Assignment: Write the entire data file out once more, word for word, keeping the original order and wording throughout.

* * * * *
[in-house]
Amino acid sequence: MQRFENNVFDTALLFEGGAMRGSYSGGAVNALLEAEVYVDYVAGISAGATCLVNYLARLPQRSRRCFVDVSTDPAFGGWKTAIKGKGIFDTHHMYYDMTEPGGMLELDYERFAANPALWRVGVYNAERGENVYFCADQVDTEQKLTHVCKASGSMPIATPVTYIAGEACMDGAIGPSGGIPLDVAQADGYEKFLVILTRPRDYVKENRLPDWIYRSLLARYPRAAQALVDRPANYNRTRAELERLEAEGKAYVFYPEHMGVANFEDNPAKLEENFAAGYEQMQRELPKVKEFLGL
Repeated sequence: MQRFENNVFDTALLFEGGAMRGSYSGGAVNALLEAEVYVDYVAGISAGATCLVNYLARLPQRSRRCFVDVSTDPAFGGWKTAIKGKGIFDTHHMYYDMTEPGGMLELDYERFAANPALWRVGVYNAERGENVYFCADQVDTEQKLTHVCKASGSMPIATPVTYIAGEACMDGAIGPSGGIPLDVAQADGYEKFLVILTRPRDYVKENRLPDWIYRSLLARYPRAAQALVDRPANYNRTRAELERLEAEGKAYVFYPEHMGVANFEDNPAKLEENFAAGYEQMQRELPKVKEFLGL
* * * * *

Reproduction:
[in-house]
Amino acid sequence: MQRFENNVFDTALLFEGGAMRGSYSGGAVNALLEAEVYVDYVAGISAGATCLVNYLARLPQRSRRCFVDVSTDPAFGGWKTAIKGKGIFDTHHMYYDMTEPGGMLELDYERFAANPALWRVGVYNAERGENVYFCADQVDTEQKLTHVCKASGSMPIATPVTYIAGEACMDGAIGPSGGIPLDVAQADGYEKFLVILTRPRDYVKENRLPDWIYRSLLARYPRAAQALVDRPANYNRTRAELERLEAEGKAYVFYPEHMGVANFEDNPAKLEENFAAGYEQMQRELPKVKEFLGL
Repeated sequence: MQRFENNVFDTALLFEGGAMRGSYSGGAVNALLEAEVYVDYVAGISAGATCLVNYLARLPQRSRRCFVDVSTDPAFGGWKTAIKGKGIFDTHHMYYDMTEPGGMLELDYERFAANPALWRVGVYNAERGENVYFCADQVDTEQKLTHVCKASGSMPIATPVTYIAGEACMDGAIGPSGGIPLDVAQADGYEKFLVILTRPRDYVKENRLPDWIYRSLLARYPRAAQALVDRPANYNRTRAELERLEAEGKAYVFYPEHMGVANFEDNPAKLEENFAAGYEQMQRELPKVKEFLGL